What's the Latest Development?
Recently, Google decided to change its algorithms so that when a person uses its search engine to look for someone, their mug shot -- as it appears on Web sites dedicated to making such pictures available to the public -- isn't the first (or second or third) thing that comes up. In addition, MasterCard chose to take its payment support off such sites, which can charge up to hundreds of dollars to people who want their pictures removed.
What's the Big Idea?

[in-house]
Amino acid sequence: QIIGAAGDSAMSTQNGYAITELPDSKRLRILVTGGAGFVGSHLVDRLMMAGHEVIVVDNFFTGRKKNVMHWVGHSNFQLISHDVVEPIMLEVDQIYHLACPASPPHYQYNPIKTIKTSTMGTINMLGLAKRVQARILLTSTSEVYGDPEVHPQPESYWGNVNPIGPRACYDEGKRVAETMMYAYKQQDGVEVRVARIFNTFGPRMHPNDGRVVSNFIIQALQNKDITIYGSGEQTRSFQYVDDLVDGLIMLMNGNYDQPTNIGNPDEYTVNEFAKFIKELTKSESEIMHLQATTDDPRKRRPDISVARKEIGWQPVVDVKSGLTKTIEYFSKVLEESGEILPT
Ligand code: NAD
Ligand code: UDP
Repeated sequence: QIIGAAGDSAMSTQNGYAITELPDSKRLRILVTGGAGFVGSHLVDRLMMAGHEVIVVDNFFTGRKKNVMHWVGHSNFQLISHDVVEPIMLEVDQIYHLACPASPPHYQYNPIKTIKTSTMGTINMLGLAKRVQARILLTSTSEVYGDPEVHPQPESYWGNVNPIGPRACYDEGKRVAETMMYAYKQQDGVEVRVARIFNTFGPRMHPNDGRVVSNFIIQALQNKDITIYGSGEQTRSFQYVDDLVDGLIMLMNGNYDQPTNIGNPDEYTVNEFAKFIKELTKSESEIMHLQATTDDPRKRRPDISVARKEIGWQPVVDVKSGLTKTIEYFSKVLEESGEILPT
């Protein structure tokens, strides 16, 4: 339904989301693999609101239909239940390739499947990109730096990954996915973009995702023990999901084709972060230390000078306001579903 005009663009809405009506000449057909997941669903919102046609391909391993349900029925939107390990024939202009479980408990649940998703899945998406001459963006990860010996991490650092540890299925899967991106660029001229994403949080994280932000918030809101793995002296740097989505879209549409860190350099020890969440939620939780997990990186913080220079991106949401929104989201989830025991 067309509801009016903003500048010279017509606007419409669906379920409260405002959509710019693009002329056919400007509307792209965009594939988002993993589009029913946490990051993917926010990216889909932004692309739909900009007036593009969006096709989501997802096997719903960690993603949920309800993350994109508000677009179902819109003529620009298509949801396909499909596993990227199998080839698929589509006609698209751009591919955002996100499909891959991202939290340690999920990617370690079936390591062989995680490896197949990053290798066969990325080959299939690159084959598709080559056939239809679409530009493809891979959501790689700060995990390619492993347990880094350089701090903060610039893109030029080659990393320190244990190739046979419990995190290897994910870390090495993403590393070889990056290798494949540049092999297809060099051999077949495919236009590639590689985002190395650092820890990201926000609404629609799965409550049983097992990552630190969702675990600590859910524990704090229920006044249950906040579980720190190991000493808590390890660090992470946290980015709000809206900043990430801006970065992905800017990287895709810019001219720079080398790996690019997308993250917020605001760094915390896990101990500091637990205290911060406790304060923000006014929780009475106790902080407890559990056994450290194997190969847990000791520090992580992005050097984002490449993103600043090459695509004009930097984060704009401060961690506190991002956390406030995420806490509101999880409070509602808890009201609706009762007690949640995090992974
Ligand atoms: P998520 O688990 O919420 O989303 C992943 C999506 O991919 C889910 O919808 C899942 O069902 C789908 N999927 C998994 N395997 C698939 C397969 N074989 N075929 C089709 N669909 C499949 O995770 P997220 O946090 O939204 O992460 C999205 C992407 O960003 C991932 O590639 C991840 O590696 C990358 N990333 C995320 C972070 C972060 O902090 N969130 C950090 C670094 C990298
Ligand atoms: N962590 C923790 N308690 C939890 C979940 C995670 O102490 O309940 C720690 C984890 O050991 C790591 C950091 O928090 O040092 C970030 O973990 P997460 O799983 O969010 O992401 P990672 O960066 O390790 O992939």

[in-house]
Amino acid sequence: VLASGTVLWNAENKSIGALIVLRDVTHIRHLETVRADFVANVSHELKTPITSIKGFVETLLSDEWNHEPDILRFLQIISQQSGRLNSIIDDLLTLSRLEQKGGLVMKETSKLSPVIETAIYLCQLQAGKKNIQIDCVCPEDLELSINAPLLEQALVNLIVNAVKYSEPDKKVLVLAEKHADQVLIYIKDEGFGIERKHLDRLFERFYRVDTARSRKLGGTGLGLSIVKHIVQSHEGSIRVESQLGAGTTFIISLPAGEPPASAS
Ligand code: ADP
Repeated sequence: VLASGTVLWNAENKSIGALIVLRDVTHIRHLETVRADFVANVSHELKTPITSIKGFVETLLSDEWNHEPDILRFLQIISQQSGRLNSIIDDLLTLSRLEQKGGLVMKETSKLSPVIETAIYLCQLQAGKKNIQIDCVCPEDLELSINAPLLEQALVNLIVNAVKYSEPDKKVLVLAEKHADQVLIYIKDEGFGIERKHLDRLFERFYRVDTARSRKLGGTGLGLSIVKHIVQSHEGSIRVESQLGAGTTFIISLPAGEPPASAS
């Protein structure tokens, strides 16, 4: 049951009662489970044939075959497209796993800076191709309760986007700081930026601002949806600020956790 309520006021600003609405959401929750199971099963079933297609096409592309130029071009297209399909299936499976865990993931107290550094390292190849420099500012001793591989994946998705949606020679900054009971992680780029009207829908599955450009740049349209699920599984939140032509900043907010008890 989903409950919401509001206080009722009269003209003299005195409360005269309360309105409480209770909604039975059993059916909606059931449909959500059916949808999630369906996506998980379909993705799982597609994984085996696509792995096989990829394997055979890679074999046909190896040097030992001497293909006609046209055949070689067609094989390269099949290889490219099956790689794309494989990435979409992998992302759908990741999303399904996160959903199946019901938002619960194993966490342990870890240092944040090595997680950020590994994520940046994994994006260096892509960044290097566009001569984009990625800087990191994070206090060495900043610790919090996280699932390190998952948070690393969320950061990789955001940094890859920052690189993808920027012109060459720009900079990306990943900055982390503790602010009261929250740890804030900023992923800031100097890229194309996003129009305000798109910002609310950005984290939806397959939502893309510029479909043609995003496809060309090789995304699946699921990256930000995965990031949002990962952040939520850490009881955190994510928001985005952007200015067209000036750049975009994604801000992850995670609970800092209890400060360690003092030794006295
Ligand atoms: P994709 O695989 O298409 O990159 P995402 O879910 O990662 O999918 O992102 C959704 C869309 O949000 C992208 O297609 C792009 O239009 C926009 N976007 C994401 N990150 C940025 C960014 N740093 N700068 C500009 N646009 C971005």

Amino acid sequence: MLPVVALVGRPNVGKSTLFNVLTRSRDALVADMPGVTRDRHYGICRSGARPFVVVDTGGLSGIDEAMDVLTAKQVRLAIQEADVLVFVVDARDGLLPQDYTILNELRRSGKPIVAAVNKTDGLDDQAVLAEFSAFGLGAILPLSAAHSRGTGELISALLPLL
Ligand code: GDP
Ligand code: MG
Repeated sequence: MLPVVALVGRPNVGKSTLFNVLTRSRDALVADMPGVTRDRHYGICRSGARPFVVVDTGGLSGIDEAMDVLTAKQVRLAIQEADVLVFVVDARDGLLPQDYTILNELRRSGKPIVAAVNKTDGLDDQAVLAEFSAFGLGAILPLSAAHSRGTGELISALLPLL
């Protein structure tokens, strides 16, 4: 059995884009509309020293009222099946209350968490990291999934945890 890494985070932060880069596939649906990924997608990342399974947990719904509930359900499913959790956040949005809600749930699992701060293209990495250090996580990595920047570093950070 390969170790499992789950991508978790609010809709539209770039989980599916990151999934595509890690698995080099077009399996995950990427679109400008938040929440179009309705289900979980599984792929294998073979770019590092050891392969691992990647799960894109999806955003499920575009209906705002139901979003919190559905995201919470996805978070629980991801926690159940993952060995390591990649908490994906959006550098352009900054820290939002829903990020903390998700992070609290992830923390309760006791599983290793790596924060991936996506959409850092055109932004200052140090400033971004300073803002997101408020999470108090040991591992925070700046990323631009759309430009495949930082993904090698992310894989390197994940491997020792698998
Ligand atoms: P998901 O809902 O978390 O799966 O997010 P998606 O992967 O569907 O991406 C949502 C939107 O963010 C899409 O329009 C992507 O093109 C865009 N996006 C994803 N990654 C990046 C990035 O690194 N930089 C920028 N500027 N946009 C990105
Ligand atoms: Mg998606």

While this comes as good news to the many who don't want their past indiscretions held against them when looking for a job, as well as to those who advocate for "the right to be forgotten," writer Mathew Ingram wonders what the corporate targeting of mug shot sites -- which are technically legal -- means for other sites. He mentions WikiLeaks as an example of one "valuable site" from which MasterCard pulled its payments support in 2010. "[Are Google and MasterCard] going to somehow differentiate between the good uses of this kind of information and the bad ones? It seems...that there’s a very real risk that this kind of behavior could quickly become a slippery slope."
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